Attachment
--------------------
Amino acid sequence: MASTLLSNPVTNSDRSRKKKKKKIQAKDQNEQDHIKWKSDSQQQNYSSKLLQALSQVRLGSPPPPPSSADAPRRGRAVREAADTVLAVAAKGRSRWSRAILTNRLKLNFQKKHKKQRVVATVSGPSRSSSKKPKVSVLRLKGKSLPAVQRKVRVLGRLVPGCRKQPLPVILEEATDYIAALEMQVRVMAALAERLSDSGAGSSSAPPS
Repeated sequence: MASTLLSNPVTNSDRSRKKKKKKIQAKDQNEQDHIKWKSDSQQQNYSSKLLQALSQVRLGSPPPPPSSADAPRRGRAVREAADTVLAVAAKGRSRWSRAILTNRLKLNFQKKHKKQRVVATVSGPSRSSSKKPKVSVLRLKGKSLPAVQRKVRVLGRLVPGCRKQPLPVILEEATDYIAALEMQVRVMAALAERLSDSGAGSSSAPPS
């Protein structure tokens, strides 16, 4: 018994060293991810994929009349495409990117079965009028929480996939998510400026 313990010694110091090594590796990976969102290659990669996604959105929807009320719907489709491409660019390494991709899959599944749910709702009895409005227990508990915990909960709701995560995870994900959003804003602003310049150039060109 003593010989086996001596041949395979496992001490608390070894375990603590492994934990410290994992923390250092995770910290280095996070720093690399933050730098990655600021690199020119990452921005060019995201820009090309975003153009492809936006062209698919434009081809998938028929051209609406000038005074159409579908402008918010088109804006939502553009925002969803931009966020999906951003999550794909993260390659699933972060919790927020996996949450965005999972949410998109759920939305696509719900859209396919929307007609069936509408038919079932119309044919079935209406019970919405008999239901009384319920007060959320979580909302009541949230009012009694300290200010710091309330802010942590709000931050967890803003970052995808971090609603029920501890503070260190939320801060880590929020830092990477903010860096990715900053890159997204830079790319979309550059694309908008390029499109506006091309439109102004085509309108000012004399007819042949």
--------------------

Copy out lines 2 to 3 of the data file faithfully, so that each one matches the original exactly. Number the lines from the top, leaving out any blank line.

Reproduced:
Repeated sequence: MASTLLSNPVTNSDRSRKKKKKKIQAKDQNEQDHIKWKSDSQQQNYSSKLLQALSQVRLGSPPPPPSSADAPRRGRAVREAADTVLAVAAKGRSRWSRAILTNRLKLNFQKKHKKQRVVATVSGPSRSSSKKPKVSVLRLKGKSLPAVQRKVRVLGRLVPGCRKQPLPVILEEATDYIAALEMQVRVMAALAERLSDSGAGSSSAPPS
């Protein structure tokens, strides 16, 4: 018994060293991810994929009349495409990117079965009028929480996939998510400026 313990010694110091090594590796990976969102290659990669996604959105929807009320719907489709491409660019390494991709899959599944749910709702009895409005227990508990915990909960709701995560995870994900959003804003602003310049150039060109 003593010989086996001596041949395979496992001490608390070894375990603590492994934990410290994992923390250092995770910290280095996070720093690399933050730098990655600021690199020119990452921005060019995201820009090309975003153009492809936006062209698919434009081809998938028929051209609406000038005074159409579908402008918010088109804006939502553009925002969803931009966020999906951003999550794909993260390659699933972060919790927020996996949450965005999972949410998109759920939305696509719900859209396919929307007609069936509408038919079932119309044919079935209406019970919405008999239901009384319920007060959320979580909302009541949230009012009694300290200010710091309330802010942590709000931050967890803003970052995808971090609603029920501890503070260190939320801060880590929020830092990477903010860096990715900053890159997204830079790319979309550059694309908008390029499109506006091309439109102004085509309108000012004399007819042949």